In 2013 Dave Cook founded Mason & Cook, which has rapidly become a market leader in designing, implementing and embedding structured work allocation functions and processes for the legal sector both in the UK and internationally.
Dave told us that “by introducing work allocation structures firms have seen, positively, a major shift in the progression of a wider and more diverse pool of lawyers as this process allows them to ensure that opportunities are distributed evenly, both in terms of volume and content.”
Evidence clearly backs Dave’s statement, as firms who have adopted this approach for some time (including one of its early adopters, Ashurst) have seen it positively impact the progression of female lawyers into the partnership. A recent study by Aspirant Analytics also showed the positive impact work allocation had in relation to Black, Asian and Minority Ethnic (BAME) lawyers, and found that, within the same firm, the areas that had adopted the process provided 24% higher access to client work for BAME lawyers than those that did not have the process in place.
We also asked Dave about the wider impact that work allocation systems have on creating inclusive cultures, and he confidently responded:
“The impact of introducing work allocation processes is felt on the ground, every day, by the lawyers they support. The distribution of work, and access to opportunities that support the individual career development of lawyers are critical to providing lawyers, from all backgrounds, with equal access to work to allow them to flourish.”
This is a very exciting prospect indeed, and we hope more and more firms will continue to adopt such work allocation systems. However, we are also conscious that a diverse talent pool needs to be in the organisation in the first place in order for it to thrive thanks to measures like work allocation.
Recruitment is therefore another vital area where there needs to be more focus on diversity. There are a number of tools available to the legal profession to increase diversity in recruitment, including blind CVs and contextual recruitment. Training for hiring managers is also key to equip them with the tools to minimise bias during the recruitment process. We will more fully explore inclusive recruitment practices in another article to be published soon, so keep an eye out for it.
The final key ingredient to create an inclusive culture has to be leadership. Inclusive leaders truly embrace the value of diversity and understand why inclusion not only makes business sense but will also create a better and more thriving workplace. To some extent, some people are naturally predisposed to being more inclusive of others, but inclusivity is certainly a skill that can be learnt and will definitely enrich the skillset of every leader.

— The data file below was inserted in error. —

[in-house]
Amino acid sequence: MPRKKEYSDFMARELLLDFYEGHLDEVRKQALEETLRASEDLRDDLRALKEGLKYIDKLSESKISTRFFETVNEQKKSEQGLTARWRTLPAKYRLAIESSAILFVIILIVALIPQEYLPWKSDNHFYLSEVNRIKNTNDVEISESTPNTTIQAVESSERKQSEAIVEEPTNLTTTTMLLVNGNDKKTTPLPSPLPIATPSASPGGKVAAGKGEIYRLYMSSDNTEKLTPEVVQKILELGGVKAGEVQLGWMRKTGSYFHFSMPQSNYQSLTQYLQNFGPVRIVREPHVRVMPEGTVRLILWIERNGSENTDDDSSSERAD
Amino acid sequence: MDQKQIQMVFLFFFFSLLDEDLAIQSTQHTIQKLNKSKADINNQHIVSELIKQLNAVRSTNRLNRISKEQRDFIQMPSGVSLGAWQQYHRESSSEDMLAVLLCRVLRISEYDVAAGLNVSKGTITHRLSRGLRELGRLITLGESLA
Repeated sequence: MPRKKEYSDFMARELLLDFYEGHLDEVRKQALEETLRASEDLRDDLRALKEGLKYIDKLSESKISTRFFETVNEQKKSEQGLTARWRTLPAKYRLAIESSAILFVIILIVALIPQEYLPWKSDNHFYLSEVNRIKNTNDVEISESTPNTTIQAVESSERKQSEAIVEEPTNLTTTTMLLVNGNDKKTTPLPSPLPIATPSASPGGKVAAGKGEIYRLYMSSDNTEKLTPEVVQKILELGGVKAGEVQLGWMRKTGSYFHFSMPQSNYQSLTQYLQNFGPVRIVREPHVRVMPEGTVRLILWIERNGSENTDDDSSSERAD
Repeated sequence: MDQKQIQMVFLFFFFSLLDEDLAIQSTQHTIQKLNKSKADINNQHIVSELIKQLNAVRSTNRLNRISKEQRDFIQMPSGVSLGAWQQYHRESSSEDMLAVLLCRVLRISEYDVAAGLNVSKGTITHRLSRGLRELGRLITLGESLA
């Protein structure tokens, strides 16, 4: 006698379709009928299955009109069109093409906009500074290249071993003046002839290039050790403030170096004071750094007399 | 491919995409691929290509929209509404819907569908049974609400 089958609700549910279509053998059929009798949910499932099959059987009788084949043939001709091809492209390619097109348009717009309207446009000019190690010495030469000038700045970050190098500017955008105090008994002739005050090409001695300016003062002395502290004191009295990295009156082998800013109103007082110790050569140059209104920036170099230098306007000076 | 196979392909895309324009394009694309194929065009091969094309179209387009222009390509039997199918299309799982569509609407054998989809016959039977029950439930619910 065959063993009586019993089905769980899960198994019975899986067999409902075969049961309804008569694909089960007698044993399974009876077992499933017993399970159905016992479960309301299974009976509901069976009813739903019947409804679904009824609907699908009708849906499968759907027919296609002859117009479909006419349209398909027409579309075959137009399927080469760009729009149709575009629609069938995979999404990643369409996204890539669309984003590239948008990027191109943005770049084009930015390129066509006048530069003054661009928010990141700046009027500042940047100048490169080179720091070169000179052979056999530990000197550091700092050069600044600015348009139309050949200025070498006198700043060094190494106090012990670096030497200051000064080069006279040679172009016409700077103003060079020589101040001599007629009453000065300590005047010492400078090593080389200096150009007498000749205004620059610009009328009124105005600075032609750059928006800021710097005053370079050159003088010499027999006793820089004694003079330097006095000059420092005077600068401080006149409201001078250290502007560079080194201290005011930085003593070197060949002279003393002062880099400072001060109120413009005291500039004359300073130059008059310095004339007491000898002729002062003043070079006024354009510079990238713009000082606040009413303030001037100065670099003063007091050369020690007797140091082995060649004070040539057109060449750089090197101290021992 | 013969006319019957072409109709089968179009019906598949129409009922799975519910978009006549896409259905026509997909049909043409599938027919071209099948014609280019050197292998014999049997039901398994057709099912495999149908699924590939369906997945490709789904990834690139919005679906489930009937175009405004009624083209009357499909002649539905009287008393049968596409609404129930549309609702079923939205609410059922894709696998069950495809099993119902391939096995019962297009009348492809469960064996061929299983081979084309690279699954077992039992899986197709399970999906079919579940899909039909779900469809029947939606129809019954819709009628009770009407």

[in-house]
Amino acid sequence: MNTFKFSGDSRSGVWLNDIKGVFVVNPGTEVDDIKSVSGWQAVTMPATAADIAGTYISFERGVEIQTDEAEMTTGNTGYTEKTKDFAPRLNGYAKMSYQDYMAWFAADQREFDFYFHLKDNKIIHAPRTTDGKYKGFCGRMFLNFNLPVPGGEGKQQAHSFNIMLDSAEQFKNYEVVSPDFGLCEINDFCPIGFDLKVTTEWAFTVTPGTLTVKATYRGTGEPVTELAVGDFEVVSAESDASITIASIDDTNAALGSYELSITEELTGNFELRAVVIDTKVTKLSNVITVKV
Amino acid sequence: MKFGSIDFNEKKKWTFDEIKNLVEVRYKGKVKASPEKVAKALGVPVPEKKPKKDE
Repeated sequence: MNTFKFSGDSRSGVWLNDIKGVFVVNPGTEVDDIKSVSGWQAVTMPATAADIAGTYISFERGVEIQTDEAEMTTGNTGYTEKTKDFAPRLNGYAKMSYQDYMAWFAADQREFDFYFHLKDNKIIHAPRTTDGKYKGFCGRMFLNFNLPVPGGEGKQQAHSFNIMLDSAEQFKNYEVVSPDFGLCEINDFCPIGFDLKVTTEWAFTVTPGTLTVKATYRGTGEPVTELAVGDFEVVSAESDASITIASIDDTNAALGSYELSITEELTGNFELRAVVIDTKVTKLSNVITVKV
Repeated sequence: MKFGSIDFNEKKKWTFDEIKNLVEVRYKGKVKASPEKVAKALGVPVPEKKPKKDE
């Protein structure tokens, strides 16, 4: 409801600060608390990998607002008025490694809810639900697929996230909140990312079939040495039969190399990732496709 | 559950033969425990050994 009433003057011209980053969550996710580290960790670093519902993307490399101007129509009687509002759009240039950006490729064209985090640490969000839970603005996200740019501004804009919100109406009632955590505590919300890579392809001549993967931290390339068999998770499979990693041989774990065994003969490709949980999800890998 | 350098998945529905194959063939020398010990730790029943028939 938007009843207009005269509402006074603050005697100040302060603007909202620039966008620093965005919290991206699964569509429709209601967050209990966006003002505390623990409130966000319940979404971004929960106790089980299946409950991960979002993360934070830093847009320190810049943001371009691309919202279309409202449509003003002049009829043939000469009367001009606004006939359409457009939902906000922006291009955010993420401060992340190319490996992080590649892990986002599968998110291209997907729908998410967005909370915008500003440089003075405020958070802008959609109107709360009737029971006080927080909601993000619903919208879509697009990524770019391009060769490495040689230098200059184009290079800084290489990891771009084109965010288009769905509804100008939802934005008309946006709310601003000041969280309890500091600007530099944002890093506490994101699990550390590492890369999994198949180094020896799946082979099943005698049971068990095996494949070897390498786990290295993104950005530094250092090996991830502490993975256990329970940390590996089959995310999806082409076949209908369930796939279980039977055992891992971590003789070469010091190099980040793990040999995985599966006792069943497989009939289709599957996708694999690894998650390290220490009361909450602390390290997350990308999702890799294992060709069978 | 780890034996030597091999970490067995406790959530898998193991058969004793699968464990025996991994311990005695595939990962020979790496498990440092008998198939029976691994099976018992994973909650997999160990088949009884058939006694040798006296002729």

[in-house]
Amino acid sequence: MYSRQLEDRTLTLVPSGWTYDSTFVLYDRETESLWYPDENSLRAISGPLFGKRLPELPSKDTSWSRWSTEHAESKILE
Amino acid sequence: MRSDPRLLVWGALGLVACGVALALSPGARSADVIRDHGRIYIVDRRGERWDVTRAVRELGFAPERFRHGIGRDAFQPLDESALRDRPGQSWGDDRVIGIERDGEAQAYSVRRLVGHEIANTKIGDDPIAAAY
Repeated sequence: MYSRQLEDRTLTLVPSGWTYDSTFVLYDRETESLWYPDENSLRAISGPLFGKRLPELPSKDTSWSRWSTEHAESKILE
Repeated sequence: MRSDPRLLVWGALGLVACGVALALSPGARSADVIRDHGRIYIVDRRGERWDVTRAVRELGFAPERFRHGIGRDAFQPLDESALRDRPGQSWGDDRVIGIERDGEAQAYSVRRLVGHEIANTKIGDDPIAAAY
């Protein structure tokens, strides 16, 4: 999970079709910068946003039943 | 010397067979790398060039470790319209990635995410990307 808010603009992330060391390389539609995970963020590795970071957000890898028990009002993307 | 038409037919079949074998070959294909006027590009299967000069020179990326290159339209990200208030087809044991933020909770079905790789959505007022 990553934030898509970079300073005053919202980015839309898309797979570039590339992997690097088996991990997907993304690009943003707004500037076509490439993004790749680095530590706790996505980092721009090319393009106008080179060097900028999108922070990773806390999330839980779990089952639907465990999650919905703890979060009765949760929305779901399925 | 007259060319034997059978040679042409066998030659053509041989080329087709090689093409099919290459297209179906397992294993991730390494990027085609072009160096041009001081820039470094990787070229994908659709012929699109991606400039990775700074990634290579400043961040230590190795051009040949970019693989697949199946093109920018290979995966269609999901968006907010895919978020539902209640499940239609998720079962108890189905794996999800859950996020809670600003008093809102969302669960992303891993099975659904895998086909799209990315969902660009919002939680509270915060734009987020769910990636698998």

One of the most effective ways to develop inclusivity skills is to step out of the in-group one is part of (which, in the case of senior leaders in the legal profession today is likely to be quite homogeneous) and interact with diverse groups to fully appreciate their experiences and identify effective ways to support each individual going beyond prejudices (bias) and stereotypes.
There are very strong affinity networks across the legal sector that can provide a great opportunity for leaders to engage in constructive conversations on how to create inclusive cultures.
Our advice to everyone reading this article, especially those in a position of leadership and senior management, is to make time to regularly participate in the initiatives organised by your LGBT+, BAME, religion, gender, age, carers, and other networks and groups. The insights you will gain will be transformational.
Top five tips to create an inclusive culture:
1) Set the tone from the top: develop inclusive leaders
2) Make your recruitment practices truly inclusive to attract a diverse talent pool
3) Regularly measure the diversity of your workforce and assess levels of staff engagement and happiness to identify any trends or correlations
4) Deliver training and introduce systems to minimise the impact of bias on work allocation, to ensure everyone has equal chances to secure meaningful work to build their career
5) Adequately resource your affinity networks and encourage wide participation, especially of senior managers and leaders